Post-traumatic stress disorder (PTSD) affects about eight million U.S. adults annually. Trauma can originate from a devastating accident, natural disaster, repeated abuse, or sexual violence. Military veterans are affected at even higher rates than the general public. Their PTSD is linked to trauma from experiences during combat or horrors witnessed in war zones. Everyone with PTSD experiences past trauma in the brain as if it were still happening. This tremendous challenge is linked to many unfortunate life outcomes, from addiction to suicide. Evidence-based PTSD treatment for veterans helps them live without the relentless psychological strain of this diagnosis.
If you are a veteran suffering from PTSD, with or without a co-occurring substance use disorder (SUD), let UpArmor Recovery provide you with the care you need and deserve. Reach out today to learn more about signs of PTSD in veterans as well as what PTSD treatment for veterans is like and how it can help you, starting now. Call us at 855.211.5537 or complete this easy online form.
What Is PTSD?
The diagnosis known as post-traumatic stress disorder was not given that name until the 1970s, though there is ample evidence throughout history, including in ancient texts, that the psychological effects of combat have existed since war has existed. It has been called the irritable heart (Civil War), shell shock (WWI), battle fatigue (WWII), and post-Vietnam syndrome. The more modern term, PTSD, more accurately reflects the diagnosis.
The brain’s alarm system, controlled by the amygdala, which is in place to help humans survive when facing danger, is altered after extreme or repeated trauma. It becomes so sensitive that anything—or what someone could perceive as nothing—can set it off. Meanwhile, the prefrontal cortex, which helps you think things through and push pause on extreme reactions, is muted by the hormones triggered by the alarm system—like cortisol and adrenaline. This becomes the everyday state for those with PTSD, making it difficult to distinguish between safe, normal events happening now and the dangerous, hurtful, and terrifying traumatic events of the past.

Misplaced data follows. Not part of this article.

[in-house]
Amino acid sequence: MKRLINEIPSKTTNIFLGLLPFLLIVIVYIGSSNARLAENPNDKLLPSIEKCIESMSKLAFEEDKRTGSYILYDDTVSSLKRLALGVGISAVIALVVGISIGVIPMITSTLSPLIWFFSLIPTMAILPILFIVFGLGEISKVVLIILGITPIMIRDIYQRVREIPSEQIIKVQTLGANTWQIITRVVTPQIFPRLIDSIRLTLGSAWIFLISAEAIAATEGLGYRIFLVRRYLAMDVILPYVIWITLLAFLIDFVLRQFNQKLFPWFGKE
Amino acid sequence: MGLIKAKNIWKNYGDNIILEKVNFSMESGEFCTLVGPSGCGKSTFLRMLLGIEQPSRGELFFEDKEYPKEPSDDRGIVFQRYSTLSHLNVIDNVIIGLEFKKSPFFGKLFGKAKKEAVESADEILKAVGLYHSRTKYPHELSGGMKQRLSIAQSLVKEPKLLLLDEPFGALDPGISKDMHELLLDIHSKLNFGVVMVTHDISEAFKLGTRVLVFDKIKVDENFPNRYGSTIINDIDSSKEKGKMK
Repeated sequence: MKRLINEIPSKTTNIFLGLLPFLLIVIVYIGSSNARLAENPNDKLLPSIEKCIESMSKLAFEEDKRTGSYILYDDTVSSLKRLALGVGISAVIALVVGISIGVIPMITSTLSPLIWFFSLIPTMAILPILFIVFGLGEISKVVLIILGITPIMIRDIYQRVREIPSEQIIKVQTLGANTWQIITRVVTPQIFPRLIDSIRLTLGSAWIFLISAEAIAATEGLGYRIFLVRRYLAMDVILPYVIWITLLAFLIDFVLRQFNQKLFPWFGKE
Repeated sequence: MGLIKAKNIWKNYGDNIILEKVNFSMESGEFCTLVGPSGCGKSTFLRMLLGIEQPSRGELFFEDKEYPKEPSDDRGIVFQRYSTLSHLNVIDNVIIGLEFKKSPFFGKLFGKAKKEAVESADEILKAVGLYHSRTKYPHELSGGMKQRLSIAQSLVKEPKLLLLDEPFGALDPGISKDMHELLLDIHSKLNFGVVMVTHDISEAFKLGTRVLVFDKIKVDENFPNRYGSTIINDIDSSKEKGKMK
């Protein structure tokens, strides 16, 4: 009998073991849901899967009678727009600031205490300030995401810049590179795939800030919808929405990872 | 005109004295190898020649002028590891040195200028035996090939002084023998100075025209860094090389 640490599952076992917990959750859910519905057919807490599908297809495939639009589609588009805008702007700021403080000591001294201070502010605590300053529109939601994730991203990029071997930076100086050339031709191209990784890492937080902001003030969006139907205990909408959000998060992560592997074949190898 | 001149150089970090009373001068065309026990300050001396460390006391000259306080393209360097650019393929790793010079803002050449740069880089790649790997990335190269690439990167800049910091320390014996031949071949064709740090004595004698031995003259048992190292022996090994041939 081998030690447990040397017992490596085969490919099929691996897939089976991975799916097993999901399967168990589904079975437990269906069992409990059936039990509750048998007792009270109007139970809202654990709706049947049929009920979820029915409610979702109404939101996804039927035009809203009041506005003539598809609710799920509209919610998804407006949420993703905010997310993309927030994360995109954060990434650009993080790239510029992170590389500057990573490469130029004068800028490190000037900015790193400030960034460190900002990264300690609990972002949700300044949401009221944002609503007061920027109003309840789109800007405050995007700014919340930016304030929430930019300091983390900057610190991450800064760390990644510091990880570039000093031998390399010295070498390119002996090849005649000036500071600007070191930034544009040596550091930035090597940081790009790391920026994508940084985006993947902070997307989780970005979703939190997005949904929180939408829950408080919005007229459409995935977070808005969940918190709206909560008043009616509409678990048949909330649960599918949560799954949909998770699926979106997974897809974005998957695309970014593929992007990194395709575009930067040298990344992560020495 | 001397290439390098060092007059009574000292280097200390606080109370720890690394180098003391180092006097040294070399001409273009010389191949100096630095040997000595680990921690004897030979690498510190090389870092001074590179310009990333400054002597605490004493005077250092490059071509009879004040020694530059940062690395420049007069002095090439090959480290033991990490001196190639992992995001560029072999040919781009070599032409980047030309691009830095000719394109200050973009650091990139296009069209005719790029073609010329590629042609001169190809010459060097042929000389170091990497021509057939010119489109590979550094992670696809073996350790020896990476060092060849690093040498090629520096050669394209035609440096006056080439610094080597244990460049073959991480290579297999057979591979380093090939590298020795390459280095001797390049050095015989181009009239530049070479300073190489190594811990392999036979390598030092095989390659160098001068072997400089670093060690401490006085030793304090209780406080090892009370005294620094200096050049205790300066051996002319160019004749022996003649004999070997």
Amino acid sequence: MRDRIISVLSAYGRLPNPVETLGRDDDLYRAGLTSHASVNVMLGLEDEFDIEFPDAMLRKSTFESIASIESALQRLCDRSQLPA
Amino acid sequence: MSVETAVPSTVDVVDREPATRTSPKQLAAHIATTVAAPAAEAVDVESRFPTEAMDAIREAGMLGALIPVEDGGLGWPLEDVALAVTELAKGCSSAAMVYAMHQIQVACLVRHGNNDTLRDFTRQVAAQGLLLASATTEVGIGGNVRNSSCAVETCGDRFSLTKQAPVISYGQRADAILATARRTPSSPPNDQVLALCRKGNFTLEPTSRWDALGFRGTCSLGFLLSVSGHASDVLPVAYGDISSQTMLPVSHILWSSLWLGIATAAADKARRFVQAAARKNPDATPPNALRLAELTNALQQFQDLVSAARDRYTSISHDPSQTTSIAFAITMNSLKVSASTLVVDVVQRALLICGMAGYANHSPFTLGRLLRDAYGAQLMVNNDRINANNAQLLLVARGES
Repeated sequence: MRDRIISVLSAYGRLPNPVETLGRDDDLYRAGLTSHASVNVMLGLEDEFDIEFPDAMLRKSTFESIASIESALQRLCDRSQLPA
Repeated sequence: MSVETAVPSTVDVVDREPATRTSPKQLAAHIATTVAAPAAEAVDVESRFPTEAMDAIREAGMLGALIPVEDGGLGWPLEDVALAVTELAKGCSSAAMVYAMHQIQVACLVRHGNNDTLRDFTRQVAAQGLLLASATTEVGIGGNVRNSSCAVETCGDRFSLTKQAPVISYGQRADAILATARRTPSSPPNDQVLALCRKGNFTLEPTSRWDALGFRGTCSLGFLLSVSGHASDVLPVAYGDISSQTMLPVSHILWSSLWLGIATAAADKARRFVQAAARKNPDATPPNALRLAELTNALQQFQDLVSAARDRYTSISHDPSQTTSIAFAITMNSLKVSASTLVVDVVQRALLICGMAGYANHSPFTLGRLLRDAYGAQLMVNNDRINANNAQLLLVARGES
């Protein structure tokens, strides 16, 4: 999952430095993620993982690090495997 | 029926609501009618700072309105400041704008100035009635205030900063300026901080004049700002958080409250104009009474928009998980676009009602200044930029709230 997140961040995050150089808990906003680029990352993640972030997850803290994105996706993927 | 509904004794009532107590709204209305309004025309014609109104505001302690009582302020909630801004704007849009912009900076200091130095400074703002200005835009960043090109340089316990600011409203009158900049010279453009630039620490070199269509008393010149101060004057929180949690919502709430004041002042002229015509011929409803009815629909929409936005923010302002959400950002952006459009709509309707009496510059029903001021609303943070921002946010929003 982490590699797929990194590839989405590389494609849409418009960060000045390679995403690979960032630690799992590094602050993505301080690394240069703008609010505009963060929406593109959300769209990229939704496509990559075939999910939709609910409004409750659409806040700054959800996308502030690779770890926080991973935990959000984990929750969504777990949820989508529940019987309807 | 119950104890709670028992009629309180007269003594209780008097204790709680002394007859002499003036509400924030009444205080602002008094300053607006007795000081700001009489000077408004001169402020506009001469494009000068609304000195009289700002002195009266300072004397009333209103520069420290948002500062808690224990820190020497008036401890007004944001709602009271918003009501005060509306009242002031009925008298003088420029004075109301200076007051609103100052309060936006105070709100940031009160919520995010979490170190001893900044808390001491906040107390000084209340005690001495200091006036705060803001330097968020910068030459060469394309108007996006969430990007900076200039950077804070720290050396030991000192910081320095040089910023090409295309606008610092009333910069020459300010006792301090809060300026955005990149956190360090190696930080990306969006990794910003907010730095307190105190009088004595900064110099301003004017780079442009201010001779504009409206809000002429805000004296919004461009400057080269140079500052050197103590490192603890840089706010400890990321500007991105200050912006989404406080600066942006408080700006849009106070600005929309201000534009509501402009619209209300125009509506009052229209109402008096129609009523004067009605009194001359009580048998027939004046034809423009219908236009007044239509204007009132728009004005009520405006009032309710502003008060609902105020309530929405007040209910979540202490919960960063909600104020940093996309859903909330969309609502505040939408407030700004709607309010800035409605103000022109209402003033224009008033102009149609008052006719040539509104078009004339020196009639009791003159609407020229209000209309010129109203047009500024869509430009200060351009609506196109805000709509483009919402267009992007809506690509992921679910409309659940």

Signs of PTSD in Veterans
Some common PTSD symptoms include:
- Intrusive thoughts –These are unwanted, upsetting memories of the event(s) or nightmares that bloom unbidden in the mind. This can include mentally reliving the event as if it were happening now, known as flashbacks.
- Avoidant behaviors – Someone with PTSD often avoids things, activities, places, or people that might remind them of the trauma. They are likely to avoid discussing anything about the traumatic events, making treatment challenging. Extreme avoidance can lead to total isolation as people living with PTSD try to steer clear of any triggering stimuli.
- Altered thinking patterns: Those with PTSD often have negative thoughts about themselves or others, feelings of hopelessness, memory lapses, and emotional detachment or numbness. These thoughts make it difficult to form or maintain personal relationships.
- Intense reactions: Being in a constant state of extreme anxiety and fight or flight is common for people with PTSD, which leads to insomnia, an exaggerated startle response, and overwhelming feelings of guilt or shame.
Veterans forced to re-experience traumatic wartime events and memories find re-entering society incredibly challenging. PTSD often leads to relationship and job loss, addiction, and homelessness. If you are experiencing PTSD symptoms, don’t wait. Seek help today. Call 855.211.5537 to learn more.
PTSD Treatment for Veterans at UpArmor Recovery
About 13% of veterans—that we know of—have PTSD. But the barriers to veterans’ receiving needed care for PTSD also impede accurate data collection. It is estimated that less than half of veterans who return home needing mental health treatment ever receive it. Social stigma around mental health disorders in military communities combined with long waiting lists for receiving care are just two barriers to veterans receiving treatment.
UpArmor Recovery is here to help veterans reclaim mental health. We treat PTSD, SUDs, and co-occurring disorders. Reach out today to begin your journey to health. Fill out this form or call us at 855.211.5537.